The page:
[Python-Dev] Deprecation policy

Ezio Melotti ezio.melotti at gmail.com
Mon Oct 24 14:58:11 CEST 2011

our current deprecation policy is not so well defined (see e.g. [0]), 
and it seems to me that it's something like:
   1) deprecate something and add a DeprecationWarning;
   2) forget about it after a while;
   3) wait a few versions until someone notices it;
   4) actually remove it;

I suggest to follow the following process:
   1) deprecate something and add a DeprecationWarning;
   2) decide how long the deprecation should last;
   3) use the deprecated-remove[1] directive to document it;
   4) add a test that fails after the update so that we remember to 
remove it[2];

Other related issues:

* AFAIK the difference between PDW and DW is that PDW are silenced by 
* now DW are silence by default too, so there are no differences;
* I therefore suggest we stop using it, but we can leave it around[3] 
(other projects might be using it for something different);

Deprecation Progression:
Before, we more or less used to deprecated in release X and remove in 
X+1, or add a PDW in X, DW in X+1, and remove it in X+2.
I suggest we drop this scheme and just use DW until X+N, where N is >=1 
and depends on what is being removed.  We can decide to leave the DW for 
2-3 versions before removing something widely used, or just deprecate in 
X and remove in X+1 for things that are less used.

Porting from 2.x to 3.x:
Some people will update directly from 2.7 to 3.2 or even later versions 
(3.3, 3.4, ...), without going through earlier 3.x versions.
If something is deprecated on 3.2 but not in 2.7 and then is removed in 
3.3, people updating from 2.7 to 3.3 won't see any warning, and this 
will make the porting even more difficult.
I suggest that:
   * nothing that is available and not deprecated in 2.7, will be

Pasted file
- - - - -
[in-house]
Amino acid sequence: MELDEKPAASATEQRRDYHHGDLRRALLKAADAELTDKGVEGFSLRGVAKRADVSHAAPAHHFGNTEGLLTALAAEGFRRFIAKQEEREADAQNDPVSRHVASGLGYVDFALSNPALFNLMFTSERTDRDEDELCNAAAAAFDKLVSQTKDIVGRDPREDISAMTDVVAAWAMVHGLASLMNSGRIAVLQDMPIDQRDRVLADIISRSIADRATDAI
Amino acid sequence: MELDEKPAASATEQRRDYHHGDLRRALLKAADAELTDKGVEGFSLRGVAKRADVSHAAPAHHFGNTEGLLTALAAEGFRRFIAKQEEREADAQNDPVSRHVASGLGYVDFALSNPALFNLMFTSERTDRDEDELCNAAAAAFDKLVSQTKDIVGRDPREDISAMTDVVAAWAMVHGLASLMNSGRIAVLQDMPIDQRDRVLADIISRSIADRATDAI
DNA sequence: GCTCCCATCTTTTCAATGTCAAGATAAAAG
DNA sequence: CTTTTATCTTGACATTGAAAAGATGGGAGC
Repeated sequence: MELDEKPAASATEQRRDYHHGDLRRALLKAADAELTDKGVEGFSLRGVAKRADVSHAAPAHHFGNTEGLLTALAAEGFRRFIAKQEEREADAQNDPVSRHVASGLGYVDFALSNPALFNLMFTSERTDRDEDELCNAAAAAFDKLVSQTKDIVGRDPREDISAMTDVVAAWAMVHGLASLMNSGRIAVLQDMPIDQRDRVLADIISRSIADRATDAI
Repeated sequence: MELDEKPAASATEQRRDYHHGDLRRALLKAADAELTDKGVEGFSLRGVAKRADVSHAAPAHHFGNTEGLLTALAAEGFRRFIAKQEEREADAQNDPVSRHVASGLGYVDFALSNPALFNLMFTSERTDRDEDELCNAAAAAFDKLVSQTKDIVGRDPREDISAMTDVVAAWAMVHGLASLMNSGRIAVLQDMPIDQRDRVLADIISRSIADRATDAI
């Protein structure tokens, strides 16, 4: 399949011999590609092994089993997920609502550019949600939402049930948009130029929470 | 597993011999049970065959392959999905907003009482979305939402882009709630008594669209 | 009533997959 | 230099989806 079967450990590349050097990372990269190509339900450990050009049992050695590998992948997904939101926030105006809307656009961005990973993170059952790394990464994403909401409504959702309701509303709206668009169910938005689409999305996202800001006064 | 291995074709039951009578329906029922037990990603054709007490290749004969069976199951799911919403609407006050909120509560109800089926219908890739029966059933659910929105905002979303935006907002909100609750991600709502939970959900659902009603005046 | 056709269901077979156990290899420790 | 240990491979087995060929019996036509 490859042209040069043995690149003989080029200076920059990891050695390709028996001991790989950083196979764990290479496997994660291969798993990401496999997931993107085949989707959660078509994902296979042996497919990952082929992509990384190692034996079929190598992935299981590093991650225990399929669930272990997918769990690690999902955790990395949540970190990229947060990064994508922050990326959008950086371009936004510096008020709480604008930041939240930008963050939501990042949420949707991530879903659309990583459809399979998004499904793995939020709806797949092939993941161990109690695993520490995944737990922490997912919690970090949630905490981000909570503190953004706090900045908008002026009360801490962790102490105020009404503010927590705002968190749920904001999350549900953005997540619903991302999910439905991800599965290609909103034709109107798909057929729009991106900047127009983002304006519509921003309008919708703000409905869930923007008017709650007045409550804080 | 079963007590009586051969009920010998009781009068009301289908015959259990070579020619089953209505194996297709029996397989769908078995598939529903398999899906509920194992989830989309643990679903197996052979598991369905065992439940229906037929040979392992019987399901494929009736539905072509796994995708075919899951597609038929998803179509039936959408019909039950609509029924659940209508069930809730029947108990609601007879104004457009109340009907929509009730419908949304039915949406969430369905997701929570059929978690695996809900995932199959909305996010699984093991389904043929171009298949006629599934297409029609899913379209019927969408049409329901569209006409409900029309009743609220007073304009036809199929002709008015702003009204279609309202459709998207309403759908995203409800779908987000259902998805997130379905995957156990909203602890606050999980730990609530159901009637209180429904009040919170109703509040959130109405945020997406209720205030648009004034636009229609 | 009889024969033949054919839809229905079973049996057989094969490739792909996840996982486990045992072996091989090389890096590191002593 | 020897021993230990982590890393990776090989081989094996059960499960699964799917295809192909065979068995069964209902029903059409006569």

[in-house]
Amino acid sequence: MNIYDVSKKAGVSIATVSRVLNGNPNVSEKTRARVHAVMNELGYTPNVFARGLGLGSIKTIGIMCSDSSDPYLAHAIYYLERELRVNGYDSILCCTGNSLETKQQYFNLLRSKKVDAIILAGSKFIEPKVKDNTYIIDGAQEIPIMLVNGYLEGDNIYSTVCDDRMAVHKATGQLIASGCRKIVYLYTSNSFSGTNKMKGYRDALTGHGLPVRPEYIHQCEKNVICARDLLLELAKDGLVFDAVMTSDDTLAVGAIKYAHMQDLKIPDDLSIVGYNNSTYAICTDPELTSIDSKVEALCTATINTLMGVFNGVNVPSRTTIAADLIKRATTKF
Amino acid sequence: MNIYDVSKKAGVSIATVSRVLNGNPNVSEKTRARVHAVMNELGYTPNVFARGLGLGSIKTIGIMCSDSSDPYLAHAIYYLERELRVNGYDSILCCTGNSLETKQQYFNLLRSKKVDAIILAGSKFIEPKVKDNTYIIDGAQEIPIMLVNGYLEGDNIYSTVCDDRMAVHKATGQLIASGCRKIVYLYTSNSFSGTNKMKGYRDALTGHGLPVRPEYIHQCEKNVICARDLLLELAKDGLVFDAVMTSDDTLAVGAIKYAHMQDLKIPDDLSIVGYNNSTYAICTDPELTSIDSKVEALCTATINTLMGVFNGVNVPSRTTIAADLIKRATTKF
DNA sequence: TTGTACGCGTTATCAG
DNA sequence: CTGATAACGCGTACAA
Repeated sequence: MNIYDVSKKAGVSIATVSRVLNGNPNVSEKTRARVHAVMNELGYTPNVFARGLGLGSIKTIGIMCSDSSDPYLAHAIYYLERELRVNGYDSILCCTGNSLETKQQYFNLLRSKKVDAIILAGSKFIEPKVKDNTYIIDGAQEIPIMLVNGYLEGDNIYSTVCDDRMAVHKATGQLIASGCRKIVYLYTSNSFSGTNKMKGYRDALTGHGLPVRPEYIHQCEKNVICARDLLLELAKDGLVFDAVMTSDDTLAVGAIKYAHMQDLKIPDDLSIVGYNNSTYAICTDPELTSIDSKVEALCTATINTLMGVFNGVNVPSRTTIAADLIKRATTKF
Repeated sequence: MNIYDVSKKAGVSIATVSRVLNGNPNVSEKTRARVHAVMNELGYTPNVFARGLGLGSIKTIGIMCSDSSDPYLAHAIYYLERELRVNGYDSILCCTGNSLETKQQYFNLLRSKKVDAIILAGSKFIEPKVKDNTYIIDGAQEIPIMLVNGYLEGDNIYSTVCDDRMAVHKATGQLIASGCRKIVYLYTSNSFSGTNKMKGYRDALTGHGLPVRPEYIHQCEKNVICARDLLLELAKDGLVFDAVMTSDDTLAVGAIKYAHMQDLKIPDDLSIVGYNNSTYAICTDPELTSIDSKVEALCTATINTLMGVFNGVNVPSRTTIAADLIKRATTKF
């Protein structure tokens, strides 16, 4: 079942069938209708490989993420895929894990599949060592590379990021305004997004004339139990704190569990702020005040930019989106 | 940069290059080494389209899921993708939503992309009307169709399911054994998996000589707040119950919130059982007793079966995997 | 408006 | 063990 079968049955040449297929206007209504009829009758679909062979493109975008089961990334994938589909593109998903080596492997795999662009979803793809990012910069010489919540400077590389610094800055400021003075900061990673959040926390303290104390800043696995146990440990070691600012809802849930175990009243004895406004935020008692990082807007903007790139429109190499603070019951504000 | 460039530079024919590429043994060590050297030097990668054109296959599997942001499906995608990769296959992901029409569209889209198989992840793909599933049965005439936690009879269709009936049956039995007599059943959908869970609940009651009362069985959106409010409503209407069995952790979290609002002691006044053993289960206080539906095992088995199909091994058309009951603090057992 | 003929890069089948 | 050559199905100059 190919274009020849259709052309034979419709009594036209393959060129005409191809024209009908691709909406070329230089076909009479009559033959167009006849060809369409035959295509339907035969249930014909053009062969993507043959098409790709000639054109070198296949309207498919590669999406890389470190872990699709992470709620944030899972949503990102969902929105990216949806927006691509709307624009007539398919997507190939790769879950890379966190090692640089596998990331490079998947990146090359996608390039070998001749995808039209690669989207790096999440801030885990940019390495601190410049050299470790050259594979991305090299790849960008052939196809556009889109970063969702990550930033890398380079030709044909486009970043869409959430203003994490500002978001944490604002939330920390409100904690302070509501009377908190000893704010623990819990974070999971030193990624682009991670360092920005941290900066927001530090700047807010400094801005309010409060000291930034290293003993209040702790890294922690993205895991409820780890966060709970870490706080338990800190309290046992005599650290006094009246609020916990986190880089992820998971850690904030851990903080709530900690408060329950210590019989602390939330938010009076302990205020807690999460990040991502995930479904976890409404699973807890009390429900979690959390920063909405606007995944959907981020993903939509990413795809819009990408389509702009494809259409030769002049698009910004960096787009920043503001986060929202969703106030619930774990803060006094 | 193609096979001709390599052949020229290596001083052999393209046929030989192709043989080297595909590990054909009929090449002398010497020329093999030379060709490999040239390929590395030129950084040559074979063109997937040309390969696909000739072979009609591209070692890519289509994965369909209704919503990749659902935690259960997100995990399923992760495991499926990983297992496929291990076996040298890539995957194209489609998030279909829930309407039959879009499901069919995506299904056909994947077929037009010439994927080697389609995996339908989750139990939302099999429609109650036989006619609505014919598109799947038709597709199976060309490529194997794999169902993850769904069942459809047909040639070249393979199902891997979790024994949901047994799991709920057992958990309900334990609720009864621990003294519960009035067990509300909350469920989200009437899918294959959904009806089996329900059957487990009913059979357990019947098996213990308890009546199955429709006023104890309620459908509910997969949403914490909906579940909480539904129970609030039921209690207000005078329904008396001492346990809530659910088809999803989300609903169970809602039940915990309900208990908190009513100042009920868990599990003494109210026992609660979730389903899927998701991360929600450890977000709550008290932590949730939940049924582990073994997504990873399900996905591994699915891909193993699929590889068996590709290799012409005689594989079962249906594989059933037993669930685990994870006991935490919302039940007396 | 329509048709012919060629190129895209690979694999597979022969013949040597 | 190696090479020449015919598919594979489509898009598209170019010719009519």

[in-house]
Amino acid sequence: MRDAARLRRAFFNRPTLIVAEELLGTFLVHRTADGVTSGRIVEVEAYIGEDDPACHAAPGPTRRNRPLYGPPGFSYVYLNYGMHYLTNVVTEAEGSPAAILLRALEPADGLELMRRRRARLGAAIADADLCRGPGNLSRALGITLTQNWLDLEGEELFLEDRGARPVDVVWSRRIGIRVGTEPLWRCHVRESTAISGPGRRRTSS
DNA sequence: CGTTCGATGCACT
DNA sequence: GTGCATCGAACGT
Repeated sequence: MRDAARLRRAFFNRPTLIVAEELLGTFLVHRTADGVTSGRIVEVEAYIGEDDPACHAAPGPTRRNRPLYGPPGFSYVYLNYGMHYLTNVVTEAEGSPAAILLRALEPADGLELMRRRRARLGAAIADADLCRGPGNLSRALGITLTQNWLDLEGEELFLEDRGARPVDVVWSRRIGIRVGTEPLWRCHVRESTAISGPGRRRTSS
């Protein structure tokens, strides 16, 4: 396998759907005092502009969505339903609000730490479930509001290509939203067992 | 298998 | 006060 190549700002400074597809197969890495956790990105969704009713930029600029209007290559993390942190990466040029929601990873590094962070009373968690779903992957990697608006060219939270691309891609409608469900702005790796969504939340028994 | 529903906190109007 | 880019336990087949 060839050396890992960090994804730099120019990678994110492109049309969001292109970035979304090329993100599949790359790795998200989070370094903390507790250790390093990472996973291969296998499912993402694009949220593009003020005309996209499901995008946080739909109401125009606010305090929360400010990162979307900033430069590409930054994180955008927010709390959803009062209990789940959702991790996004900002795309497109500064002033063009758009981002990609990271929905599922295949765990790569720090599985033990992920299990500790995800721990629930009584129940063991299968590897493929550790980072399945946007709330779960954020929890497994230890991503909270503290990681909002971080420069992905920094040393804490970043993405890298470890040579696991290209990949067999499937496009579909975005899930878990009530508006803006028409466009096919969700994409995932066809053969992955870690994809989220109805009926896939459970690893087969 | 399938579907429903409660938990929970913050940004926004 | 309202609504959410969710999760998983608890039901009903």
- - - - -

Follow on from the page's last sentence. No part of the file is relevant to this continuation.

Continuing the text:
removed until 3.x (x needs to be defined);
   * possibly we start backporting warnings to 2.7 so that they are 
visible while running with -3;

Documenting the deprecations:
In order to advertise the deprecations, they should be documented:
   * in their doc, using the deprecated-removed directive (and possibly 
not the 'deprecated' one);
   * in the what's new, possibly listing everything that is currently 
deprecated, and when it will be removed;
Django seems to do something similar[4].
(Another thing I would like is a different rending for deprecated 
functions.  Some part of the docs have a deprecation warning on the top 
of the section and the single functions look normal if you miss that.  
Also while linking to a deprecated function it would be nice to have it 
rendered with a different color or something similar.)

Testing the deprecations:
Tests that fail when a new release is made and the version number is 
bumped should be added to make sure we don't forget to remove it.
The test should have a related issue with a patch to remove the 
deprecated function and the test.
Setting the priority of the issue to release blocker or deferred blocker 
can be done in addition/instead, but that works well only when N == 1 
(the priority could be updated for every release though).
The tests could be marked with an expected failure to give some time 
after the release to remove them.
All the deprecation-related tests might be added to the same file, or 
left in the test file of their module.

Where to add this:
Once we agree about the process we should write it down somewhere.
Possible candidates are:
   * PEP387: Backwards Compatibility Policy[5] (it has a few lines about 
   * a new PEP;
   * the devguide;
I think having it in a PEP would be good, the devguide can then link to it.

Best Regards,
Ezio Melotti

[0]: http://bugs.python.org/issue13248
[1]: deprecated-removed doesn't seem to be documented in the documenting 
doc, but it was added here: http://hg.python.org/cpython/rev/03296316a892
[2]: see e.g. 
[3]: we could also introduce a MetaDeprecationWarning and make 
PendingDeprecationWarning inherit from it so that it can be used to 
pending-deprecate itself.  Once PendingDeprecationWarning is gone, the 
MetaDeprecationWarning will become useless and can then be used to 
meta-deprecate itself.
[4]: https://docs.djangoproject.com/en/dev/internals/deprecation/
[5]: http://www.python.org/dev/peps/pep-0387/

More information about the Python-Dev mailing list